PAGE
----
I looked at the photos of people staring at the Twin Towers as they burned and collapsed. So much horror and disbelief. So much pain. I thought about the photographers who captured those moments and so many other moments of tragedy. I know few of us want a photographer in our faces when we’re going through the worst moments of our lives, but they capture something important. They turn away from what’s happening to capture the human experience. Their snapshots convey what words often cannot.
Their motivations might vary. Some might be thinking of the money they can make or the experience they can exploit, but I believe there are many with much more noble motivations. They want to capture snapshots of life. Sometimes those snapshots are beautiful and heartwarming. Other times they are heart-wrenching.
As an photography-hobbyist, I get it to some degree. Although I don’t know that my instinct would be to stand with my back to trauma, unable to see what is happening and how it might impact me, in order to focus on someone or something else. Maybe.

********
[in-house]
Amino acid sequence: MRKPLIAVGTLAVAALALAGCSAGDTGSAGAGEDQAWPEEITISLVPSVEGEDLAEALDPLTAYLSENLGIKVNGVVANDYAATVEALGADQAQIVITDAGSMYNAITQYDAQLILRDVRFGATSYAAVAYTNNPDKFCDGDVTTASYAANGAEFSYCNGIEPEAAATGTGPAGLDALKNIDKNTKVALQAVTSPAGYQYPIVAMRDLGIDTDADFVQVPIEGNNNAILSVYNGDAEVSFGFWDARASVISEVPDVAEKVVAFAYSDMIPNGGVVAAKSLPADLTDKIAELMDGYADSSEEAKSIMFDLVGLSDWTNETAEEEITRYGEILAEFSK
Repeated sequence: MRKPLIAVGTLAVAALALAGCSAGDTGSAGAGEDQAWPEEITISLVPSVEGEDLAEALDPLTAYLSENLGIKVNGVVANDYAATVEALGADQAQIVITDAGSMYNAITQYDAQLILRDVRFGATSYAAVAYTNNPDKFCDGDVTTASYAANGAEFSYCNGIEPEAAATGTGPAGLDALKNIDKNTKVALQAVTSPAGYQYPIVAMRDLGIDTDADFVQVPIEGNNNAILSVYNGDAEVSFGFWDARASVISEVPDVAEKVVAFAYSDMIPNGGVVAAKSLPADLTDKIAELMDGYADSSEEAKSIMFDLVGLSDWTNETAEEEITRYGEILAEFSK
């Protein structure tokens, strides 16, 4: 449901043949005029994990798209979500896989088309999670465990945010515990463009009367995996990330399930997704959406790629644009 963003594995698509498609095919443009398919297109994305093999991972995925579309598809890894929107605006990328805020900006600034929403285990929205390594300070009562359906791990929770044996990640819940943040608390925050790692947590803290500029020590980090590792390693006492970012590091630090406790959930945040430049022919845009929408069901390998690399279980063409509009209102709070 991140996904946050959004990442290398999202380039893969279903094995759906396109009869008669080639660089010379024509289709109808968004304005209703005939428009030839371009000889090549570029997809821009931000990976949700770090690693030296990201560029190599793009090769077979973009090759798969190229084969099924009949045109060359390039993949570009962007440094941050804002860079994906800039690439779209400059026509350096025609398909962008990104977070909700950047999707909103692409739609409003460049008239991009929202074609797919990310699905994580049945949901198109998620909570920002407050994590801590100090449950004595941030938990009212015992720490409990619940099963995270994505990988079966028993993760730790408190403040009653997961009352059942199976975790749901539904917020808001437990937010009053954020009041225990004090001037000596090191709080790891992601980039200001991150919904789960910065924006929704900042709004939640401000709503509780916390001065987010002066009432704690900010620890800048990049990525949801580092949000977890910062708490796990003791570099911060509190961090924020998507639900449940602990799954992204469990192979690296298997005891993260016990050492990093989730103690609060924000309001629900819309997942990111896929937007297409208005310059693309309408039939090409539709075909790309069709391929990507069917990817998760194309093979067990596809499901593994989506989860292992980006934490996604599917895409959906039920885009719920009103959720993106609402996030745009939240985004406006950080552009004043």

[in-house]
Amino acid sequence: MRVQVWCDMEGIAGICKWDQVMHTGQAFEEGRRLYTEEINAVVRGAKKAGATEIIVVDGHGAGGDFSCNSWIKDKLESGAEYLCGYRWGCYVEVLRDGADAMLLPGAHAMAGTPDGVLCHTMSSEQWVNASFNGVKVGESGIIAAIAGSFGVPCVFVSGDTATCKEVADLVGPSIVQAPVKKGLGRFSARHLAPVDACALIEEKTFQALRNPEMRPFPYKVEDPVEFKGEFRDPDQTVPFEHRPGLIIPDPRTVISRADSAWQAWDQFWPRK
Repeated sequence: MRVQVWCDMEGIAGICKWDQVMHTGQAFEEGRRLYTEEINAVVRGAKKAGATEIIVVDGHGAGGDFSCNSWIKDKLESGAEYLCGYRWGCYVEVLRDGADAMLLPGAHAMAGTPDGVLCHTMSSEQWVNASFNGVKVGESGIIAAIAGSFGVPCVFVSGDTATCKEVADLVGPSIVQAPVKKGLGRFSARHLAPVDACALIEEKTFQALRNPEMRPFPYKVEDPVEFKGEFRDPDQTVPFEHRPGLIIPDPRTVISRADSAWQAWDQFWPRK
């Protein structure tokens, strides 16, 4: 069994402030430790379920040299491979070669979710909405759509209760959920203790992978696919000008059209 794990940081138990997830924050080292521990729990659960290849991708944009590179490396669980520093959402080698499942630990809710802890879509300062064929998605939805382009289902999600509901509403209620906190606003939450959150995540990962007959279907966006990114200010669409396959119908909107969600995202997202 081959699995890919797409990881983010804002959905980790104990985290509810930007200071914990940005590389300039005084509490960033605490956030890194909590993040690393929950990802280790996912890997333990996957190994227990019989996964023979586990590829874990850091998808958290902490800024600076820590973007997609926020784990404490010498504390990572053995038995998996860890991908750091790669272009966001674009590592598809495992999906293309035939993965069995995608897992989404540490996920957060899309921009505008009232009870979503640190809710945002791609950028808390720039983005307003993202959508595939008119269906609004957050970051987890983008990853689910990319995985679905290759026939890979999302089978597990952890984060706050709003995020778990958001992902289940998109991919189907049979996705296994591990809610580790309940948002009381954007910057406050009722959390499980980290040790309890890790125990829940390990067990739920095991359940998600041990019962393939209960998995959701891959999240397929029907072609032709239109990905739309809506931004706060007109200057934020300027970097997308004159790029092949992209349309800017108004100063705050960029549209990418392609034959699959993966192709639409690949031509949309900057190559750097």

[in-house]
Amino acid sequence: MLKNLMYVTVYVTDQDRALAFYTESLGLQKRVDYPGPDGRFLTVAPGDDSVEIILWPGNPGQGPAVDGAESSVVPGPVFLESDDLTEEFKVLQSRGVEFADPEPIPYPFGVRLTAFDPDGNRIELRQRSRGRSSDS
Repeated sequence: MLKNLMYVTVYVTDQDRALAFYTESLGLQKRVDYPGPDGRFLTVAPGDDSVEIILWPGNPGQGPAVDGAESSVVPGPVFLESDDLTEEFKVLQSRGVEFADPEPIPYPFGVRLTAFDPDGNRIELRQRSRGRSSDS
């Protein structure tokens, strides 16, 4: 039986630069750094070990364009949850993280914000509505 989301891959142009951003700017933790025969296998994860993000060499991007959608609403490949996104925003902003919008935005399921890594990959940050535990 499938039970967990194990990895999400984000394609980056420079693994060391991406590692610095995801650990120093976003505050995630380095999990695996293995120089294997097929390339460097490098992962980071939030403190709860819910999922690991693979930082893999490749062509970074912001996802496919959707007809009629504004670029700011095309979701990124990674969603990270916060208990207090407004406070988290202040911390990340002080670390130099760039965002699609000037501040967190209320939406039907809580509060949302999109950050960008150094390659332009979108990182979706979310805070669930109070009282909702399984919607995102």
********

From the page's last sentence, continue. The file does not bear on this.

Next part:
Perhaps I can relate to it better when I think about capturing moments through writing. I often share what I experience or observe in life in order to encourage and challenge others. I want to widen others’ perspectives even when it involves my own vulnerability. I don’t think I’d equate it to a life-threatening choice, but it definitely is scary for me at times.
I’m not suggesting we live with our backs to the world at all times, but there’s something to be said for sacrificing our own comfort to help others. Sometimes we need to turn our backs to help others see.